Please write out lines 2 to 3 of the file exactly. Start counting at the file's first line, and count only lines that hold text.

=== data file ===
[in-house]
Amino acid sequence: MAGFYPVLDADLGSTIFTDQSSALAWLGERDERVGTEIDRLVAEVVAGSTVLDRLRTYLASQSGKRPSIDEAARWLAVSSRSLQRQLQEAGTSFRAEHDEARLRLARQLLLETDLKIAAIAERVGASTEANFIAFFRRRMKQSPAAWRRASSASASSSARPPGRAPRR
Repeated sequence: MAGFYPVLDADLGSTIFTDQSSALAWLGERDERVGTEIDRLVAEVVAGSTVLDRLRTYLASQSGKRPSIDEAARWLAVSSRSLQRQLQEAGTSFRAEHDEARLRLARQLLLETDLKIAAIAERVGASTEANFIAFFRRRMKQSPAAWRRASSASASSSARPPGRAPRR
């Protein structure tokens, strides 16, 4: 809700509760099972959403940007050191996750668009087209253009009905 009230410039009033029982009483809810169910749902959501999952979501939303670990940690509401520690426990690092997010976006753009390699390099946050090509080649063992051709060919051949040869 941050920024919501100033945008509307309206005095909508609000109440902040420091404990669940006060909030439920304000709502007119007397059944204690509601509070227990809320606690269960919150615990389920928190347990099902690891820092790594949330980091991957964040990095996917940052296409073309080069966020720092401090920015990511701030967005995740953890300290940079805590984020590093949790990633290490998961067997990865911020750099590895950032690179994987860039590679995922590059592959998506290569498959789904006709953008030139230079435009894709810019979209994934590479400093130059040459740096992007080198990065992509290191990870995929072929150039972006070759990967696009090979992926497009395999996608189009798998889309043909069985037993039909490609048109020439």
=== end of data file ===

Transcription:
Amino acid sequence: MAGFYPVLDADLGSTIFTDQSSALAWLGERDERVGTEIDRLVAEVVAGSTVLDRLRTYLASQSGKRPSIDEAARWLAVSSRSLQRQLQEAGTSFRAEHDEARLRLARQLLLETDLKIAAIAERVGASTEANFIAFFRRRMKQSPAAWRRASSASASSSARPPGRAPRR
Repeated sequence: MAGFYPVLDADLGSTIFTDQSSALAWLGERDERVGTEIDRLVAEVVAGSTVLDRLRTYLASQSGKRPSIDEAARWLAVSSRSLQRQLQEAGTSFRAEHDEARLRLARQLLLETDLKIAAIAERVGASTEANFIAFFRRRMKQSPAAWRRASSASASSSARPPGRAPRR